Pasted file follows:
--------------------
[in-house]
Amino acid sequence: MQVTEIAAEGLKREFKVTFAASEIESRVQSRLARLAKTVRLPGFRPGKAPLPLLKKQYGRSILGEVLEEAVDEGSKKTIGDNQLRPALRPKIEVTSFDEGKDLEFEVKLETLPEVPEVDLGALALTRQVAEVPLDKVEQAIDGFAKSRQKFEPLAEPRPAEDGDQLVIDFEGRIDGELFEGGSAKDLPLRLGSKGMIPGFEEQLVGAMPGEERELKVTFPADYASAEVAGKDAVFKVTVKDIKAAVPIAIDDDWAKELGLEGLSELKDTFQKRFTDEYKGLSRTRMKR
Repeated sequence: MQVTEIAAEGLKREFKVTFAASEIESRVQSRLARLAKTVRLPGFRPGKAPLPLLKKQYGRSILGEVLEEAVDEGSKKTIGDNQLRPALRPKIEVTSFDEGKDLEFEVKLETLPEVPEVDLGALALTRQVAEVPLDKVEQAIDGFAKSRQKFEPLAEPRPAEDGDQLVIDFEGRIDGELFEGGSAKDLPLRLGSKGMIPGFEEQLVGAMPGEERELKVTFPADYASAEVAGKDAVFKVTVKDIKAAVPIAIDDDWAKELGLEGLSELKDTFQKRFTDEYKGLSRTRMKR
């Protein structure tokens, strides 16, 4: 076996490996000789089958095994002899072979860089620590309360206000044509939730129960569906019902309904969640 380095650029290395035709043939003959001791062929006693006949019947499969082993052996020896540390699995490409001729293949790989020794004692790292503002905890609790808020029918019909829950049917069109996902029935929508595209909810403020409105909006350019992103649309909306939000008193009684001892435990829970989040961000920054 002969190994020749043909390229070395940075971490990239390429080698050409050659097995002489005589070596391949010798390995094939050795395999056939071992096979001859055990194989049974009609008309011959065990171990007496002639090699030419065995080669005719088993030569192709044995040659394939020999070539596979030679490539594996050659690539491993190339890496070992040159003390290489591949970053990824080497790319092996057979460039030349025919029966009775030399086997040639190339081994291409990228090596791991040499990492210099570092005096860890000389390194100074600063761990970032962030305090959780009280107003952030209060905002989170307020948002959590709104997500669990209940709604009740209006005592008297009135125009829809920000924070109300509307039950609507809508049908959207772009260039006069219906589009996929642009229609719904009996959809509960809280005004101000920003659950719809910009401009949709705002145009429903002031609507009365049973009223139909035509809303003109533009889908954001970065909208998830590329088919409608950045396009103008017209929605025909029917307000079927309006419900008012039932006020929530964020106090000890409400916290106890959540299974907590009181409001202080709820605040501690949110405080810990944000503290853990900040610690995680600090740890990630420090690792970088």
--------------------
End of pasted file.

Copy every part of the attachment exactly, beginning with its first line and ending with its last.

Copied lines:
[in-house]
Amino acid sequence: MQVTEIAAEGLKREFKVTFAASEIESRVQSRLARLAKTVRLPGFRPGKAPLPLLKKQYGRSILGEVLEEAVDEGSKKTIGDNQLRPALRPKIEVTSFDEGKDLEFEVKLETLPEVPEVDLGALALTRQVAEVPLDKVEQAIDGFAKSRQKFEPLAEPRPAEDGDQLVIDFEGRIDGELFEGGSAKDLPLRLGSKGMIPGFEEQLVGAMPGEERELKVTFPADYASAEVAGKDAVFKVTVKDIKAAVPIAIDDDWAKELGLEGLSELKDTFQKRFTDEYKGLSRTRMKR
Repeated sequence: MQVTEIAAEGLKREFKVTFAASEIESRVQSRLARLAKTVRLPGFRPGKAPLPLLKKQYGRSILGEVLEEAVDEGSKKTIGDNQLRPALRPKIEVTSFDEGKDLEFEVKLETLPEVPEVDLGALALTRQVAEVPLDKVEQAIDGFAKSRQKFEPLAEPRPAEDGDQLVIDFEGRIDGELFEGGSAKDLPLRLGSKGMIPGFEEQLVGAMPGEERELKVTFPADYASAEVAGKDAVFKVTVKDIKAAVPIAIDDDWAKELGLEGLSELKDTFQKRFTDEYKGLSRTRMKR
């Protein structure tokens, strides 16, 4: 076996490996000789089958095994002899072979860089620590309360206000044509939730129960569906019902309904969640 380095650029290395035709043939003959001791062929006693006949019947499969082993052996020896540390699995490409001729293949790989020794004692790292503002905890609790808020029918019909829950049917069109996902029935929508595209909810403020409105909006350019992103649309909306939000008193009684001892435990829970989040961000920054 002969190994020749043909390229070395940075971490990239390429080698050409050659097995002489005589070596391949010798390995094939050795395999056939071992096979001859055990194989049974009609008309011959065990171990007496002639090699030419065995080669005719088993030569192709044995040659394939020999070539596979030679490539594996050659690539491993190339890496070992040159003390290489591949970053990824080497790319092996057979460039030349025919029966009775030399086997040639190339081994291409990228090596791991040499990492210099570092005096860890000389390194100074600063761990970032962030305090959780009280107003952030209060905002989170307020948002959590709104997500669990209940709604009740209006005592008297009135125009829809920000924070109300509307039950609507809508049908959207772009260039006069219906589009996929642009229609719904009996959809509960809280005004101000920003659950719809910009401009949709705002145009429903002031609507009365049973009223139909035509809303003109533009889908954001970065909208998830590329088919409608950045396009103008017209929605025909029917307000079927309006419900008012039932006020929530964020106090000890409400916290106890959540299974907590009181409001202080709820605040501690949110405080810990944000503290853990900040610690995680600090740890990630420090690792970088």